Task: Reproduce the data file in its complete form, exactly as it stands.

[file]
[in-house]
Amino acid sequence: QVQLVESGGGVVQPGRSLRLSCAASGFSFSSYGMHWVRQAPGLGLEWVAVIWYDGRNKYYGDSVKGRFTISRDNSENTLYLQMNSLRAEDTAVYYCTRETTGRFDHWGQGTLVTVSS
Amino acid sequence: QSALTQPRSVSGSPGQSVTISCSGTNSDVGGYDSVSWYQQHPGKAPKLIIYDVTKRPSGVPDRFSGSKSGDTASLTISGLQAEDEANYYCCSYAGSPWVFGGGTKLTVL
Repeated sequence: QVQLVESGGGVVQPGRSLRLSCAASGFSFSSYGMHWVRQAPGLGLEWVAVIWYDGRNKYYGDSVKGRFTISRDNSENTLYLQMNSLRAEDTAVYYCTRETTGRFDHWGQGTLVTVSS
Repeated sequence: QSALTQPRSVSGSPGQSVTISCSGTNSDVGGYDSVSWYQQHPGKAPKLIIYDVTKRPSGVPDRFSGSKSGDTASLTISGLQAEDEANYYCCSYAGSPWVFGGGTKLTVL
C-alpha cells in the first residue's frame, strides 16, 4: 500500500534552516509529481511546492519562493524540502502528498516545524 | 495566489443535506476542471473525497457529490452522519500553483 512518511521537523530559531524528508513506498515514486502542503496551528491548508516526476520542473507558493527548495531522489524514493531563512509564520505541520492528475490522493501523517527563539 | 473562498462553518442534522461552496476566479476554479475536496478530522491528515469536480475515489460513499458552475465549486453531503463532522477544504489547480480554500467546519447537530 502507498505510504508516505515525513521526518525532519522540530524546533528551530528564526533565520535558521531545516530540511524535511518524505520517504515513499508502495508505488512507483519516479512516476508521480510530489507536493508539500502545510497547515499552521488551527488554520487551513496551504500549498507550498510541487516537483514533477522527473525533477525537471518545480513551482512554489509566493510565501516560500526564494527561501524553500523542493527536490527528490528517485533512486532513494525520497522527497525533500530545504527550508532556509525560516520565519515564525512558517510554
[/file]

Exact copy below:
[in-house]
Amino acid sequence: QVQLVESGGGVVQPGRSLRLSCAASGFSFSSYGMHWVRQAPGLGLEWVAVIWYDGRNKYYGDSVKGRFTISRDNSENTLYLQMNSLRAEDTAVYYCTRETTGRFDHWGQGTLVTVSS
Amino acid sequence: QSALTQPRSVSGSPGQSVTISCSGTNSDVGGYDSVSWYQQHPGKAPKLIIYDVTKRPSGVPDRFSGSKSGDTASLTISGLQAEDEANYYCCSYAGSPWVFGGGTKLTVL
Repeated sequence: QVQLVESGGGVVQPGRSLRLSCAASGFSFSSYGMHWVRQAPGLGLEWVAVIWYDGRNKYYGDSVKGRFTISRDNSENTLYLQMNSLRAEDTAVYYCTRETTGRFDHWGQGTLVTVSS
Repeated sequence: QSALTQPRSVSGSPGQSVTISCSGTNSDVGGYDSVSWYQQHPGKAPKLIIYDVTKRPSGVPDRFSGSKSGDTASLTISGLQAEDEANYYCCSYAGSPWVFGGGTKLTVL
C-alpha cells in the first residue's frame, strides 16, 4: 500500500534552516509529481511546492519562493524540502502528498516545524 | 495566489443535506476542471473525497457529490452522519500553483 512518511521537523530559531524528508513506498515514486502542503496551528491548508516526476520542473507558493527548495531522489524514493531563512509564520505541520492528475490522493501523517527563539 | 473562498462553518442534522461552496476566479476554479475536496478530522491528515469536480475515489460513499458552475465549486453531503463532522477544504489547480480554500467546519447537530 502507498505510504508516505515525513521526518525532519522540530524546533528551530528564526533565520535558521531545516530540511524535511518524505520517504515513499508502495508505488512507483519516479512516476508521480510530489507536493508539500502545510497547515499552521488551527488554520487551513496551504500549498507550498510541487516537483514533477522527473525533477525537471518545480513551482512554489509566493510565501516560500526564494527561501524553500523542493527536490527528490528517485533512486532513494525520497522527497525533500530545504527550508532556509525560516520565519515564525512558517510554